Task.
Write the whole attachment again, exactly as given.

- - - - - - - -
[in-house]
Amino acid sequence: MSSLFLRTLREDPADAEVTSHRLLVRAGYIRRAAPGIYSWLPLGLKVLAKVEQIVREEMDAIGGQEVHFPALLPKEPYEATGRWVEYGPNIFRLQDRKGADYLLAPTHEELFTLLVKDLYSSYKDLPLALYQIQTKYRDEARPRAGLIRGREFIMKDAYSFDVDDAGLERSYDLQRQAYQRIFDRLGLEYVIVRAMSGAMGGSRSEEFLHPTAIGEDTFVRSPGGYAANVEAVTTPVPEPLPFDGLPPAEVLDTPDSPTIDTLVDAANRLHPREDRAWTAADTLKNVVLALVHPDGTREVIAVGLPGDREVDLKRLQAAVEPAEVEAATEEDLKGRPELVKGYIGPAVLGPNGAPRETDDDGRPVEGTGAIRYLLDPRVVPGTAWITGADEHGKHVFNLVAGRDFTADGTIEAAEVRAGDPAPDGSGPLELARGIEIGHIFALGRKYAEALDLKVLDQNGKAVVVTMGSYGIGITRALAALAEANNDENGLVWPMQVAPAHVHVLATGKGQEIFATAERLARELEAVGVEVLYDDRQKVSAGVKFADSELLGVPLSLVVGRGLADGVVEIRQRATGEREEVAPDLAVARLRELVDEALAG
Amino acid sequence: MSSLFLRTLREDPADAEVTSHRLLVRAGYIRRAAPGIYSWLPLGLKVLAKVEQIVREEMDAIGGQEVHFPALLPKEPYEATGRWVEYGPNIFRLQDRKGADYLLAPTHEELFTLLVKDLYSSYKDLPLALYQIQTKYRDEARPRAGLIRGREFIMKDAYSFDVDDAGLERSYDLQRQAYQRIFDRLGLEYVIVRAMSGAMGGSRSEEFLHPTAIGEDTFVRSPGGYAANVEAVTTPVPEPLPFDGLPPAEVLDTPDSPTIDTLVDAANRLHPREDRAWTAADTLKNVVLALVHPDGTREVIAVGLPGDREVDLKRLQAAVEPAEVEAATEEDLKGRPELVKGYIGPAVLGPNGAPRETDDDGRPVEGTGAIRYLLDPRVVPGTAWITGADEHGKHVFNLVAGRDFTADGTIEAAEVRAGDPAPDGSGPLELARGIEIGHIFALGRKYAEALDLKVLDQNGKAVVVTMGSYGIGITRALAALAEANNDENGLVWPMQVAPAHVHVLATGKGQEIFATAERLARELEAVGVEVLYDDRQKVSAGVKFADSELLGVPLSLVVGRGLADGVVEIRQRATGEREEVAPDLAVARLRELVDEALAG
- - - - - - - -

[in-house]
Amino acid sequence: MSSLFLRTLREDPADAEVTSHRLLVRAGYIRRAAPGIYSWLPLGLKVLAKVEQIVREEMDAIGGQEVHFPALLPKEPYEATGRWVEYGPNIFRLQDRKGADYLLAPTHEELFTLLVKDLYSSYKDLPLALYQIQTKYRDEARPRAGLIRGREFIMKDAYSFDVDDAGLERSYDLQRQAYQRIFDRLGLEYVIVRAMSGAMGGSRSEEFLHPTAIGEDTFVRSPGGYAANVEAVTTPVPEPLPFDGLPPAEVLDTPDSPTIDTLVDAANRLHPREDRAWTAADTLKNVVLALVHPDGTREVIAVGLPGDREVDLKRLQAAVEPAEVEAATEEDLKGRPELVKGYIGPAVLGPNGAPRETDDDGRPVEGTGAIRYLLDPRVVPGTAWITGADEHGKHVFNLVAGRDFTADGTIEAAEVRAGDPAPDGSGPLELARGIEIGHIFALGRKYAEALDLKVLDQNGKAVVVTMGSYGIGITRALAALAEANNDENGLVWPMQVAPAHVHVLATGKGQEIFATAERLARELEAVGVEVLYDDRQKVSAGVKFADSELLGVPLSLVVGRGLADGVVEIRQRATGEREEVAPDLAVARLRELVDEALAG
Amino acid sequence: MSSLFLRTLREDPADAEVTSHRLLVRAGYIRRAAPGIYSWLPLGLKVLAKVEQIVREEMDAIGGQEVHFPALLPKEPYEATGRWVEYGPNIFRLQDRKGADYLLAPTHEELFTLLVKDLYSSYKDLPLALYQIQTKYRDEARPRAGLIRGREFIMKDAYSFDVDDAGLERSYDLQRQAYQRIFDRLGLEYVIVRAMSGAMGGSRSEEFLHPTAIGEDTFVRSPGGYAANVEAVTTPVPEPLPFDGLPPAEVLDTPDSPTIDTLVDAANRLHPREDRAWTAADTLKNVVLALVHPDGTREVIAVGLPGDREVDLKRLQAAVEPAEVEAATEEDLKGRPELVKGYIGPAVLGPNGAPRETDDDGRPVEGTGAIRYLLDPRVVPGTAWITGADEHGKHVFNLVAGRDFTADGTIEAAEVRAGDPAPDGSGPLELARGIEIGHIFALGRKYAEALDLKVLDQNGKAVVVTMGSYGIGITRALAALAEANNDENGLVWPMQVAPAHVHVLATGKGQEIFATAERLARELEAVGVEVLYDDRQKVSAGVKFADSELLGVPLSLVVGRGLADGVVEIRQRATGEREEVAPDLAVARLRELVDEALAG